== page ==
New research by icddr,b in Bangladesh urges government to support measures to ensure balance between childcare and work for mothers.
In almost all societies across the world, women play a vital role in the family structure responsible for the health and wellbeing of all family members. Usually they are assigned, by custom and norm, to be the primary caregivers of infants and children, responsible for breastfeeding, preparation of food and seeking timely preventative and curative medical care. Additionally, many women are also income generators for the family, whether it is formal or informal work. In poor countries, such contribution is likely to be essential for the family’s survival.
Maintaining the balance of childcare while providing for the family income increases time constraints on women, with negative implications on the health status of children.
Children are not admitted to a hospital on time or receive inadequate healthcare treatments because they are left in the care of a secondary caretaker while the primary caretaker is in employment.
The secondary caretakers (older siblings or extended family members) often do not have the financial means to support their charges especially in a medical emergency.
Severe Acute Malnutrition
One of the leading causes of deaths in under-five children is severe acute malnutrition (SAM). It is an extreme form of under-nutrition which is characterised by very low birth weight for height, visible signs of severe muscle wasting, and nutritional oedema.
More recently, researchers at International Centre for Diarrhoeal Disease Research, Bangladesh (icddr,b) investigated children with SAM who require hospitalisation and its correlation with working mothers. The study examined children with a median age of 10 months who were admitted to the institute’s Dhaka hospital. The majority of those admitted (85 per cent) were from the lower socioeconomic strata. While only 15 per cent of these children had mothers who were engaged in some form of employment, the mortality rate of the children with working mothers was much higher. This was in spite of adjustments made for age, gender, socioeconomic conditions, and Expanded Program on Immunisation vaccination schedule.
Children with mothers who worked were three times more likely to develop tuberculosis than those whose mothers remained at home (15 per cent vs five per cent).
The high death rates in children of working mothers is attributed to a mixture of socio-medical reasons, including the association between female employment and inadequate childcare, less variety in food, and less emphasis in practicing hand hygiene. Also, given that these women (whose children were admitted at Dhaka hospital) were less educated and belonged to less affluent and likely more conservative backgrounds, they were less inclined to have financial autonomy and little decision-making power in their families.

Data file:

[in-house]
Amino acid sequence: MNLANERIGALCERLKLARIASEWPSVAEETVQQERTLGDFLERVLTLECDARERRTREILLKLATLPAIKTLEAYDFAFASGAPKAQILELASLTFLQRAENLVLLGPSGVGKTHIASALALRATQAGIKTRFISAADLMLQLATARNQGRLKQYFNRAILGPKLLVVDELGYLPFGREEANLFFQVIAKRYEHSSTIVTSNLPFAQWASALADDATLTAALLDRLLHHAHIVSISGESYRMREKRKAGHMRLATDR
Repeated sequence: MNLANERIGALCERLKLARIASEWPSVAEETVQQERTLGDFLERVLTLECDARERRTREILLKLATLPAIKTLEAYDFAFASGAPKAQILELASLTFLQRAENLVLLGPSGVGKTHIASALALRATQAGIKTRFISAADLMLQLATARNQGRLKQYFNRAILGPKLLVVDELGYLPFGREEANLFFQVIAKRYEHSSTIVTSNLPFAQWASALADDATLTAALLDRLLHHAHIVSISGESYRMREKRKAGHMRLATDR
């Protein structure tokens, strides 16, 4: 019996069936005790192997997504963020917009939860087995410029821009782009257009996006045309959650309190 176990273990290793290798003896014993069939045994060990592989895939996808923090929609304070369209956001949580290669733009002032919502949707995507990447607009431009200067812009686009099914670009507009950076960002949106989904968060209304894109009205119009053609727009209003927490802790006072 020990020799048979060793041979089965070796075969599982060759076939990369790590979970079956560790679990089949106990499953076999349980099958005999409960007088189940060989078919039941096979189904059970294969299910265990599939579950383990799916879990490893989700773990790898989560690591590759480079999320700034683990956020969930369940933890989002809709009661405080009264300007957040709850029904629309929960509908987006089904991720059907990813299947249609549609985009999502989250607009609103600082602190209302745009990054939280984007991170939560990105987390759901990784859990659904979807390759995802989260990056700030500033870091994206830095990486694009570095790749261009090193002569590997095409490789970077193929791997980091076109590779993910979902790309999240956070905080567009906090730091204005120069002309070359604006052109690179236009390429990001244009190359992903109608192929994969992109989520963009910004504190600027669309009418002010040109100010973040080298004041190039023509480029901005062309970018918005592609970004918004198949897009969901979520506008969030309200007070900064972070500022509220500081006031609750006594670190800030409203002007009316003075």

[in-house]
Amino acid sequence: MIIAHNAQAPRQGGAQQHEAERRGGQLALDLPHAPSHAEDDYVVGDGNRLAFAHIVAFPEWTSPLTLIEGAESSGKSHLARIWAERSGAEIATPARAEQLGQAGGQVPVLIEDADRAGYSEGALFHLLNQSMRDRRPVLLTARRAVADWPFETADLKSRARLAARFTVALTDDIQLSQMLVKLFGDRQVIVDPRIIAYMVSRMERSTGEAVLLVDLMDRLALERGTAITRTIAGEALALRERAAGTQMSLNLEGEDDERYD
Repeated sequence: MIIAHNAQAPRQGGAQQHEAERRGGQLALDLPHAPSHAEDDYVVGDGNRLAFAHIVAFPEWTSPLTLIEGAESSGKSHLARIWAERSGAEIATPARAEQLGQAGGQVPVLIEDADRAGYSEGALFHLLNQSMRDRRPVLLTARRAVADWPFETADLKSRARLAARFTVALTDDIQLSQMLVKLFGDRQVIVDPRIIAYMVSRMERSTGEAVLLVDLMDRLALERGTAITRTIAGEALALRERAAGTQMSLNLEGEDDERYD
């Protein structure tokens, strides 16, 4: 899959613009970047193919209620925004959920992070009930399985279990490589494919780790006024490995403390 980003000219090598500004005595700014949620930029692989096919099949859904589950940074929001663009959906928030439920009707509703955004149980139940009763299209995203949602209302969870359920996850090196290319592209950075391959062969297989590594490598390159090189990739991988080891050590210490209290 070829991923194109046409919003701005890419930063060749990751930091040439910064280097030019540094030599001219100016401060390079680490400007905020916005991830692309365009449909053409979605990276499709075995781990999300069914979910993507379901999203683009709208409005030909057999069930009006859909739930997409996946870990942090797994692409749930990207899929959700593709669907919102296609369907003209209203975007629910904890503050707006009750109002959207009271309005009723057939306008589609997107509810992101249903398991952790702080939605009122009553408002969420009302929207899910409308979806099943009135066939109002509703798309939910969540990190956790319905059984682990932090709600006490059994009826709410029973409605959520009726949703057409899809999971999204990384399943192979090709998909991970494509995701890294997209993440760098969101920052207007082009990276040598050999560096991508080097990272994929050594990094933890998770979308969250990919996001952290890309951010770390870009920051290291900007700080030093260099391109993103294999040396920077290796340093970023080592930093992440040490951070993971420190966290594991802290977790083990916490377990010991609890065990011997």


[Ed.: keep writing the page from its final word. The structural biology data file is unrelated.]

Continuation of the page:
Work life balance for Mothers
Their limited education and knowledge, possibly a result of existing gendered norms which favour continued schooling for boys over girls, combined with their lack of control over the family’s economic affairs had a detrimental effect on the health of their child, and resulted in the child’s death in several cases.
Dr Tahmeed Ahmed, senior director at icddr,b offers an easy solution to mothers who may be struggling: “although work outside the home may be an imperative for many mothers, it does lead to some compromise in care and attention to children. This can be mitigated by engaging other family members in care giving, arranging flexible hours of work, and establishing crèches wherever possible”.
This time-consuming and resource-intensive imbalance and unequal distribution of care is preventing women and girls from advancing in other areas of their lives. Often they will rely on substitute caregivers and in countries such as Bangladesh this can fall to older children to shoulder the responsibility of caring for younger siblings. Given traditional gender roles, it will primarily be girls who drop out of school to bear this duty, halting their education with negative implications on their future economic status. This will in turn adversely affect the country’s economic growth.
icddr,b’s senior scientist and principal author of the study, Dr Mohammod Jobayer Chisti, notes that “encouraging political commitment in prioritising and highlighting the importance of female education is critical, as evident in many research studies.
Their enhanced knowledge may help to reduce under-five mortality and curb severe acute malnutrition as they become more aware of safer health and hygiene practices through continued education”.
The Government of Bangladesh has already developed a social protection system for women working in the textile industry, but this is mainly to protect them from workplace accidents.
This system needs to be extended to working mothers in other sectors (especially informal sectors), with paid maternity leave and a more concentrated emphasis – schemes and incentives – on access and availability of quality healthcare. It is important to start early, with mechanisms to ensure girls remain and finish their schooling and mothers returning to work can safely be assured their child is getting adequate care and when necessary, medical treatments.
Previously published on Six Degrees